What election of women means for Kenya

By Mary Ngechu 

The just concluded elections are a testament that with the right laws, policies and affirmative action, women can thrive in whatever they set out to achieve. A record-breaking 7 women were elected as governors in different counties. Others were elected as Members of Parliament, Senators and Members of County Assemblies (MCAs). Women now have a platform to support their communities, and drive economic development at large.

Historically, women across the world have faced significant barriers hindering them from participating in the political, economic and social spaces. This is attributed to cultural barriers as well as levels of education and access to opportunities. Unfortunately, this is the state of play in Kenya’s manufacturing sector.

From a Women in Manufacturing (WIM) Study Report by Kenya Association of Manufacturers (KAM) in 2020, Kenya’s manufacturing sector is predominately male owned and staffed. Women working in the manufacturing sector reported that policy formulation was not gender-responsive within manufacturing companies. These gender-neutral policies result in disparities in pay, promotions, and job security between men and women..

Other significant barriers to women’s participation in manufacturing include challenges in accessing finance, the high cost of production and a complex taxation framework that affects profitability, making Kenya a harsh operating environment. These challenges are compounded for women-owned businesses, since most of them are small and medium enterprises (SMEs) and operate in the informal sector.

Kenya has made significant progress to increase women’s participation in politics and even the economy. For instance, we have a robust and favourable framework that women in manufacturing can leverage for greater involvement, productivity, competitiveness, and profitability. Examples include Vision 2030; the Buy Kenya Build Kenya (BKBK) initiative; and various legislations that make it easier to register businesses and access funding to establish and scale up enterprises. The country also offers opportunities that can enhance women’s participation and contribution in the industry through increased affirmative action opportunities such as the Access to Government Procurement Opportunities (AGPO) and some affirmative action funds such as Women Enterprise Fund (WEF) and UWEZO Fund. However, a lot more still needs to be done to achieve gender equality. One of the ways of doing this, is by looking into our legal and policy frameworks.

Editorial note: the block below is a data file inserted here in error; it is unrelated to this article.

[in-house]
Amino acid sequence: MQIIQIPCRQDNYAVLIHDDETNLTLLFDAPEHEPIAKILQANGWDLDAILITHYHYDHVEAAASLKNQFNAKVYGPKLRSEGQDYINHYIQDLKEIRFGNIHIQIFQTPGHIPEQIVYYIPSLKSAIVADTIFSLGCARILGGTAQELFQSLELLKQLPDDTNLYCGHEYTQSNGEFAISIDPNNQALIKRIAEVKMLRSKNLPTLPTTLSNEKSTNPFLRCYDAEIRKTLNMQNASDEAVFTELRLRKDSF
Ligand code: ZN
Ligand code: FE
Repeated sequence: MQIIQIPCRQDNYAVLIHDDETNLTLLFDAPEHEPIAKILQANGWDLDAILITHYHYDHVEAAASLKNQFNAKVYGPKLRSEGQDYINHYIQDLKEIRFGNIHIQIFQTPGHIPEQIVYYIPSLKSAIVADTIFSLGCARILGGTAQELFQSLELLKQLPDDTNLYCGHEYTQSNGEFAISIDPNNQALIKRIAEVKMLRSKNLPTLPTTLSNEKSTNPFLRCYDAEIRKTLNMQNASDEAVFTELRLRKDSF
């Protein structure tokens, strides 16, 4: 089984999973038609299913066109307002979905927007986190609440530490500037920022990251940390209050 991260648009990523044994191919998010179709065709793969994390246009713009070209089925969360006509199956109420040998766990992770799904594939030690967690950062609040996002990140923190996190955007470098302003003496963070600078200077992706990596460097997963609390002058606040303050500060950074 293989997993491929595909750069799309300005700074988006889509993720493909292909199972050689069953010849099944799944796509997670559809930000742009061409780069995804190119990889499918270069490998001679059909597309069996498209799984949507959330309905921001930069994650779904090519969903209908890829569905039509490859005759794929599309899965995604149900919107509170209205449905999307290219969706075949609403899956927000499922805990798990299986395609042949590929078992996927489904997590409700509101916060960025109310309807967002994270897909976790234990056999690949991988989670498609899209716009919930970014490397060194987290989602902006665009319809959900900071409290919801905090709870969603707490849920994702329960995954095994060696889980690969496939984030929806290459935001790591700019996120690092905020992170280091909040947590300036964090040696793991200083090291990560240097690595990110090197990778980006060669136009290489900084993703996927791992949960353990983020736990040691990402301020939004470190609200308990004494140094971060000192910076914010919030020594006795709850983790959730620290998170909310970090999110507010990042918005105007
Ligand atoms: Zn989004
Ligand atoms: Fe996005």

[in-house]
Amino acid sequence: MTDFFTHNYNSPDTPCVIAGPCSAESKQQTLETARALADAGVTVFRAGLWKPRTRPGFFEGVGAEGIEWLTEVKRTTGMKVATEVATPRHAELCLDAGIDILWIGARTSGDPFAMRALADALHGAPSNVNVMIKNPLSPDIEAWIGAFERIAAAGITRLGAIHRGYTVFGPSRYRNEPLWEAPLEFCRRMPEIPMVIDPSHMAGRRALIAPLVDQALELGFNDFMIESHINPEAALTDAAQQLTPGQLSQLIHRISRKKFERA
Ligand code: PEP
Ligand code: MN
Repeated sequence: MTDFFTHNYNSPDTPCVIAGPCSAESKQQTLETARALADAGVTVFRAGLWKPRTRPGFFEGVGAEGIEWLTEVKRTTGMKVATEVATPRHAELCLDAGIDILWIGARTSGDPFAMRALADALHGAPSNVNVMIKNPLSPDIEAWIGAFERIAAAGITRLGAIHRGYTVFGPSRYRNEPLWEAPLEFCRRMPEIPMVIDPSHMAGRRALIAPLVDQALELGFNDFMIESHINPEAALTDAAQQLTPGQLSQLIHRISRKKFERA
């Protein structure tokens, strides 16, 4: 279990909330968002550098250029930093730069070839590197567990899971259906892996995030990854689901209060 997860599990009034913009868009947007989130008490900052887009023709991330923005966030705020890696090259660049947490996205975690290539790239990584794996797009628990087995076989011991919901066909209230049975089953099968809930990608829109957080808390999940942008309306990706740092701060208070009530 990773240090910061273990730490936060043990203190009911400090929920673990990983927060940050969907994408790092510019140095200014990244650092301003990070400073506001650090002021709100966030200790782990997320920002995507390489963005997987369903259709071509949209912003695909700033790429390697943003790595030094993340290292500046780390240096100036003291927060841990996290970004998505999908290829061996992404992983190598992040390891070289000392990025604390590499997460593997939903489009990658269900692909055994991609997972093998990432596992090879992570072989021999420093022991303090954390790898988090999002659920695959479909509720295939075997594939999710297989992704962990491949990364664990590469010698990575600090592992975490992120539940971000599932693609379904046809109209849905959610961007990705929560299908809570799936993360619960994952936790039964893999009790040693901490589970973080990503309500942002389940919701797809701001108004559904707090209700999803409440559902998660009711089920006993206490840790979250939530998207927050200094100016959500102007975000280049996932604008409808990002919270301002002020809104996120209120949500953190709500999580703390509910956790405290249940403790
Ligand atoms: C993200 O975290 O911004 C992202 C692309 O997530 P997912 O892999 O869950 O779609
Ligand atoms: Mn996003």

In taking a legal approach, we need to make a deliberate effort to review specific laws that affect the manufacturing sector through a gender lens and create guidelines for gender-responsive implementation. It is also paramount that we strengthen the implementation of existing gender-aware or gender-sensitive laws through guidelines that recognize and address the differential gender needs of entrepreneurs. Finally, it is important to create effective collaborative engagements between public sector oversight agencies to ensure compliance in the implementation of the laws that affect women in manufacturing.

On the policy side, we urge the Government to consolidate legal, regulatory, and compliance requirements in a single place to enhance efficiency and reduce the cost of doing business. Additionally, implement Science, Technology, Engineering and Mathematics (STEM) awareness campaigns aimed at girls and young women that encourage them to take up STEM subjects and take up Technical and Vocational Education and Training (TVET) or other skills-based courses. Targeted financial and tax education and exemptions for women-led and women-owned manufacturing companies are also a critical pillar of increasing women’s participation in manufacturing.

According to UN, it would take another 40 years for women and men to be equally represented in national and political leadership at the current pace. With time to achieve SDGs quickly running out, we must urgently take action to increase women’s participation in all sectors, to achieve shared prosperity as a country.

The participation of women is critical in driving growth. Any conversations around increasing our competitiveness as a country without looking at women’s involvement are echoes in a hollow chamber.

Women as leaders and decision-makers at all levels are critical to advancing gender justice and gender equality—and to furthering economic, social, and political progress. As the late United Secretary-General Kofi Annan said, “There is no tool for development more effective than the empowerment of women,’’ let us change the narrative on women in leadership and confront socio-cultural drivers of gender inequality.

The writer is the Chair of the Kenya Association of Manufacturers (KAM) Women in Manufacturing (WIM) Programme and can be reached at info@kam.co.ke.   

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